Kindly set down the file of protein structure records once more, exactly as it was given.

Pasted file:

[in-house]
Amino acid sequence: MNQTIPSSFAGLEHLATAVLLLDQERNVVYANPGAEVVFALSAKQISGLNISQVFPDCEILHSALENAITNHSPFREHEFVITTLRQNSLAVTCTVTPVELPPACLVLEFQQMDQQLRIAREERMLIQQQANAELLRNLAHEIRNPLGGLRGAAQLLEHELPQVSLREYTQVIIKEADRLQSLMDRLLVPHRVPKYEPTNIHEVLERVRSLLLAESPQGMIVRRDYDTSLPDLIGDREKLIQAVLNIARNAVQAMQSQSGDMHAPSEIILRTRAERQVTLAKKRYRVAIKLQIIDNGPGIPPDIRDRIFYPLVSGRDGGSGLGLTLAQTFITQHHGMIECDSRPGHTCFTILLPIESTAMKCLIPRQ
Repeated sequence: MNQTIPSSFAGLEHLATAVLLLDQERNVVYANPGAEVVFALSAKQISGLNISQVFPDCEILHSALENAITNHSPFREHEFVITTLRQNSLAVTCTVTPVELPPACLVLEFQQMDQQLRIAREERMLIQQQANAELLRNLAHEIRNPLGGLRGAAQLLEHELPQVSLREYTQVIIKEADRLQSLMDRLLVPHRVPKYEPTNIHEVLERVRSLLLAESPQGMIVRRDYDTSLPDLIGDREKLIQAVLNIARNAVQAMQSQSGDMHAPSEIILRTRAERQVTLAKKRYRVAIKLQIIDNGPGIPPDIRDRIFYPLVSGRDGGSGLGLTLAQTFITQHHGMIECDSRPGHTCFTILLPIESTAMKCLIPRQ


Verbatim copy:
[in-house]
Amino acid sequence: MNQTIPSSFAGLEHLATAVLLLDQERNVVYANPGAEVVFALSAKQISGLNISQVFPDCEILHSALENAITNHSPFREHEFVITTLRQNSLAVTCTVTPVELPPACLVLEFQQMDQQLRIAREERMLIQQQANAELLRNLAHEIRNPLGGLRGAAQLLEHELPQVSLREYTQVIIKEADRLQSLMDRLLVPHRVPKYEPTNIHEVLERVRSLLLAESPQGMIVRRDYDTSLPDLIGDREKLIQAVLNIARNAVQAMQSQSGDMHAPSEIILRTRAERQVTLAKKRYRVAIKLQIIDNGPGIPPDIRDRIFYPLVSGRDGGSGLGLTLAQTFITQHHGMIECDSRPGHTCFTILLPIESTAMKCLIPRQ
Repeated sequence: MNQTIPSSFAGLEHLATAVLLLDQERNVVYANPGAEVVFALSAKQISGLNISQVFPDCEILHSALENAITNHSPFREHEFVITTLRQNSLAVTCTVTPVELPPACLVLEFQQMDQQLRIAREERMLIQQQANAELLRNLAHEIRNPLGGLRGAAQLLEHELPQVSLREYTQVIIKEADRLQSLMDRLLVPHRVPKYEPTNIHEVLERVRSLLLAESPQGMIVRRDYDTSLPDLIGDREKLIQAVLNIARNAVQAMQSQSGDMHAPSEIILRTRAERQVTLAKKRYRVAIKLQIIDNGPGIPPDIRDRIFYPLVSGRDGGSGLGLTLAQTFITQHHGMIECDSRPGHTCFTILLPIESTAMKCLIPRQ